What Cry of the Werewolf lacks is a strong protagonist.  Dr. Morris dies quickly, leaving his son Bob and girlfriend Elsa as the protagonists and the chief enemies of Marie LaTour.  Unfortunately, Bob (played by Stephen Crane, whose most famous role -- husband to Lana Turner -- was a brief one) is such a sad-sack character that he makes no impression whatsoever, and Elsa (played by the charming Osa Massen) is stuck in such a thinly written part that making an impression isn't really an option (her main function is to stare lovingly at Bob -- a challenge for any actress, it would seem).

John Abbott, who played ill-fated tour guide Peter Althius, was a sturdy character actor with a dignified bearing and Shakespearean cadence. He's not particularly well-used here, but at least it's good to see him working. He was one of those performers who were ubiquitous on 60's television, instantly recognizable even if you didn't know his name, doing guest shots on Perry Mason, The Beverly Hillbillies, Flipper, I Spy, Get Smart, Star Trek, The Man From UNCLE, and many others.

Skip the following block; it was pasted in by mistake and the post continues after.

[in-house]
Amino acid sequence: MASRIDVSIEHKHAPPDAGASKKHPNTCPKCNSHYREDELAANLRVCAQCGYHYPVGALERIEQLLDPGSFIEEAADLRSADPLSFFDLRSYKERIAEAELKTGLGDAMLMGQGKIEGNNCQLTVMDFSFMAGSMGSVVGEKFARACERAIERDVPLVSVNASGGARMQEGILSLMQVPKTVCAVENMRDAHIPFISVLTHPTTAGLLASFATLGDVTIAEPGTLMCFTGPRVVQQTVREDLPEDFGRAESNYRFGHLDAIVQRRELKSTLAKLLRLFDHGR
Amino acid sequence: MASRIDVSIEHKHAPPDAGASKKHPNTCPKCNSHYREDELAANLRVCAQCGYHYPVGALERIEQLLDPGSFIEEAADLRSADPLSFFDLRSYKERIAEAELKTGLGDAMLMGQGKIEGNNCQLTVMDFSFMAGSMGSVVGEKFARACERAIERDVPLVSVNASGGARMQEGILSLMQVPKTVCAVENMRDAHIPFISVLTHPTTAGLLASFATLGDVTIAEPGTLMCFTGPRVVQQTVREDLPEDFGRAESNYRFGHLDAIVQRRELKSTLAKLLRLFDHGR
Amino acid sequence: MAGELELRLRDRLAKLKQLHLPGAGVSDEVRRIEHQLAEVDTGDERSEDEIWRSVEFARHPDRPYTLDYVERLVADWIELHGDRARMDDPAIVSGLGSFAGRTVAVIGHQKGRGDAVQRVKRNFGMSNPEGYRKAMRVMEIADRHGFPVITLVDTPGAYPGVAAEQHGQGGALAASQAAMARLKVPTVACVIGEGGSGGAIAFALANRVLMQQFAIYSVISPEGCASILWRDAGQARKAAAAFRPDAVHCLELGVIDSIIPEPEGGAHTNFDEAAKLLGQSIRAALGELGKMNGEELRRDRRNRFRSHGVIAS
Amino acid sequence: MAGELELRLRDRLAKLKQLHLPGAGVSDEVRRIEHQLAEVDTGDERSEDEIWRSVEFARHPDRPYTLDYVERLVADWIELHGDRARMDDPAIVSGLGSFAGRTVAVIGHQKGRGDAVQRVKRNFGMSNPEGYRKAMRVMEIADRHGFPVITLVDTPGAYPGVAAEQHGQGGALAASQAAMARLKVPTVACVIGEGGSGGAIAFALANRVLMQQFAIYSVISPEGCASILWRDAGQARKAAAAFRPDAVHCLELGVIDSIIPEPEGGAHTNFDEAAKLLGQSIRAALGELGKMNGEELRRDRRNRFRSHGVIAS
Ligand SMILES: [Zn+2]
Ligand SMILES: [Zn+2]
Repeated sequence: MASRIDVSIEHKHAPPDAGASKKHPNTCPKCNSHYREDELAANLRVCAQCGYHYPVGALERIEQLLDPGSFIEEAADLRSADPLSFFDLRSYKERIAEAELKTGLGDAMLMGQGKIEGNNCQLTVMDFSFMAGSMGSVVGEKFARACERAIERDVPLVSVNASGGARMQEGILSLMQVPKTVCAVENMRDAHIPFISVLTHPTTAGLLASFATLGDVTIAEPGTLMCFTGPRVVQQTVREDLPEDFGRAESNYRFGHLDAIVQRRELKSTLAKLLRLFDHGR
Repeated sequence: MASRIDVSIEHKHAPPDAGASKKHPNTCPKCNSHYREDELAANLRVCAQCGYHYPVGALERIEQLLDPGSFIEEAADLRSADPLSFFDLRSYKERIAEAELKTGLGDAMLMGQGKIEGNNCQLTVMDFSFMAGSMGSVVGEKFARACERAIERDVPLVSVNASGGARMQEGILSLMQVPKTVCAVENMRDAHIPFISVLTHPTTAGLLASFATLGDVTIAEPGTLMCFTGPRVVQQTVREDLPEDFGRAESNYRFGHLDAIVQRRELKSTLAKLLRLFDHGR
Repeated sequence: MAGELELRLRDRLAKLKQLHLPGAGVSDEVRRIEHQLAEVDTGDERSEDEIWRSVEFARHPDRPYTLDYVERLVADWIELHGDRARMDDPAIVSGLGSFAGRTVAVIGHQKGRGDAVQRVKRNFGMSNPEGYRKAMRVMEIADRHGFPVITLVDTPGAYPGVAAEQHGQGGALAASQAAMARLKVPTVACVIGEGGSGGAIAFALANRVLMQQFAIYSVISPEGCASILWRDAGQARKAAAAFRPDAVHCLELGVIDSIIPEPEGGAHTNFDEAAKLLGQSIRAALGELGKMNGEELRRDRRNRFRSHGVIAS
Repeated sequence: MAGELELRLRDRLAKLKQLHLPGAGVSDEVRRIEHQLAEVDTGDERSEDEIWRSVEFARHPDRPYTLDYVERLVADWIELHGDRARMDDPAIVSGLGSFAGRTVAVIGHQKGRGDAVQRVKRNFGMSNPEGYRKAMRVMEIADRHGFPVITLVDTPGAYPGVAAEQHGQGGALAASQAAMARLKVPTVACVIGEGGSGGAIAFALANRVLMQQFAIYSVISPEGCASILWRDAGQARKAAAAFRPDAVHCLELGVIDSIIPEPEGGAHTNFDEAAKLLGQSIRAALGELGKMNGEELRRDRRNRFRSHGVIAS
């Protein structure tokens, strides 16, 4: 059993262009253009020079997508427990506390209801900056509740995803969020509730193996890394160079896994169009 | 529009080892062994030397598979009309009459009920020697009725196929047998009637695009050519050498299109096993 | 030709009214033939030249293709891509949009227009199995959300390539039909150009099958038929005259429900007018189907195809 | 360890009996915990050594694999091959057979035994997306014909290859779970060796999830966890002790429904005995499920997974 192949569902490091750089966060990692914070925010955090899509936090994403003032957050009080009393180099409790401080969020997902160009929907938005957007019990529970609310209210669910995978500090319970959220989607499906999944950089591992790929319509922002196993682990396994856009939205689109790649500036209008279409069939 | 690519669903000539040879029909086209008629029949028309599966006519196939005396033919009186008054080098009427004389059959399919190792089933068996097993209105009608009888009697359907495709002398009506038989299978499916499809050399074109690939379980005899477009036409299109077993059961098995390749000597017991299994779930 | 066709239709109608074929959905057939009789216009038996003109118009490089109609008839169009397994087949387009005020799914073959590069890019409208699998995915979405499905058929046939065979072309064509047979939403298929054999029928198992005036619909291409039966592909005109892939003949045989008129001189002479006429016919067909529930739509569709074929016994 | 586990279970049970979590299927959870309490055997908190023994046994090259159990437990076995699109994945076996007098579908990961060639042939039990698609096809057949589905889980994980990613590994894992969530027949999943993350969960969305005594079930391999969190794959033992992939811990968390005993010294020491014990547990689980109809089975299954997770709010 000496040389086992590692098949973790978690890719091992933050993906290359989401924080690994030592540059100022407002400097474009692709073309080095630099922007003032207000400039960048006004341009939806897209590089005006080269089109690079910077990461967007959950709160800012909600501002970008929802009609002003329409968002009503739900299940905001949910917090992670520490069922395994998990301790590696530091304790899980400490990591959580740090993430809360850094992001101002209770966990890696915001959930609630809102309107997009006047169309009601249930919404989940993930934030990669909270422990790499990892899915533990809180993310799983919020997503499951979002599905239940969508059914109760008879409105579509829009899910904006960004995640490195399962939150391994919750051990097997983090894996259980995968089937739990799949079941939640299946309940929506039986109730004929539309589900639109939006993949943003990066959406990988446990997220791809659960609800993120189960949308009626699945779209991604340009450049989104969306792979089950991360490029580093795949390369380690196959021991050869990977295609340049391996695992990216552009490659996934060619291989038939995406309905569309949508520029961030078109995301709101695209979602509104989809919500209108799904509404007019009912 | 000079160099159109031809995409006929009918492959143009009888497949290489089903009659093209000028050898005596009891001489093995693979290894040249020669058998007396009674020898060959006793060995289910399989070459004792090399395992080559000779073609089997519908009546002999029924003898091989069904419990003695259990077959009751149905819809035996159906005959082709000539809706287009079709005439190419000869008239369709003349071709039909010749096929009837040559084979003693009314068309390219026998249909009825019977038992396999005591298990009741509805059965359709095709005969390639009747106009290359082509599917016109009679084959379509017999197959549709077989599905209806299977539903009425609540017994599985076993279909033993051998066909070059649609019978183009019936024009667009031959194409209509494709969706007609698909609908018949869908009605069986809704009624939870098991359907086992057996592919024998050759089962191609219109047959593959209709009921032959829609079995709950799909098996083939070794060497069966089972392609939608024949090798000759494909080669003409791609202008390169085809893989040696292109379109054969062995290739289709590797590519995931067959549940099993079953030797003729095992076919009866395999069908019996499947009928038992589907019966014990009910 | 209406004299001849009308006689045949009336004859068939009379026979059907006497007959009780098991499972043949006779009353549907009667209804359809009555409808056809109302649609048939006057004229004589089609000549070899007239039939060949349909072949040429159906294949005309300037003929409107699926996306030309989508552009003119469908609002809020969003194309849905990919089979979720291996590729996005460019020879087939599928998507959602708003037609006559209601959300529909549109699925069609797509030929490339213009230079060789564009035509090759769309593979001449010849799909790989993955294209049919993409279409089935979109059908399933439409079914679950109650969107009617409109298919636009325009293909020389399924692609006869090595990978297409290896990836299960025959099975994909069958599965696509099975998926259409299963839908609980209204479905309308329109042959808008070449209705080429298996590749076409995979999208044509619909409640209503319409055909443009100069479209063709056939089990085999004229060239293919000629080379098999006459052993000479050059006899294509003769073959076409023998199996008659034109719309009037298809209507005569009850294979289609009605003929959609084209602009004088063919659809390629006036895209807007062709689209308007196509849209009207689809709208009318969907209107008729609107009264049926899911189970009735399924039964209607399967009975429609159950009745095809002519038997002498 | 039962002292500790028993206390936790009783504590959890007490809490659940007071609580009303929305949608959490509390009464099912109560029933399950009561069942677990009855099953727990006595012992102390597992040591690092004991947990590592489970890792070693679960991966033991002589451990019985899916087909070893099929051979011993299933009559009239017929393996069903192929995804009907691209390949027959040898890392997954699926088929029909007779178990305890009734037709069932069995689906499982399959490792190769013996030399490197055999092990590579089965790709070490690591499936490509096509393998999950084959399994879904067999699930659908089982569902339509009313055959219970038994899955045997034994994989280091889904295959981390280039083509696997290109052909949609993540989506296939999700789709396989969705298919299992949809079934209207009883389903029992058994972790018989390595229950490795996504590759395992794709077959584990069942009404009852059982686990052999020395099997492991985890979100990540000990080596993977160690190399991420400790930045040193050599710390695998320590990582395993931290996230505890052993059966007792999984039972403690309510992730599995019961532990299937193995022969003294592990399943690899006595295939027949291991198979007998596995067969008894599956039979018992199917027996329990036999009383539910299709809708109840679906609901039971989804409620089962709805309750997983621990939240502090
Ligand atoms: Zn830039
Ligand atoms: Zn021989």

The Island Monster

Synopsis: Italian police detective Mario Andreani (Renato Vicario) is assigned to an interdiction effort on the island of Ischia, a fashionable tourist spot identified by the police as a hub of drug trafficking. Andreani's wife Giulia (Jole Fierro) is the jealous type, and worries that the island's surplus of wealthy and attractive women will lead her husband astray.

Despite her misgivings, Mario seems quite devoted to his wife and his young daughter Fiorella. Even so, the island's police chief tells Mario that the most promising informant on the island is the beautiful lounge singer Gloria (Franca Marzi), and that since Andreani is such a handsome galoot, he should have an easy time seducing her and gaining her confidence.

Andreani's task force carries out a number of successful raids against the local drug cartel. The cartel's head,  Don Gaetano (Boris Karloff) decides that he's been inconvenienced long enough.  Using his cover as a wealthy philanthropist who runs a free hospital for sick children, he befriends Andreani and his wife, learning their habits as well as their weaknesses.  One night, while Andreani is out on a raid, Giulia receives an anonymous phone call.  Her husband, the caller says, is at a local night club with another woman.  Alarmed,  Giulia goes to the nightclub, leaving her daughter asleep in bed.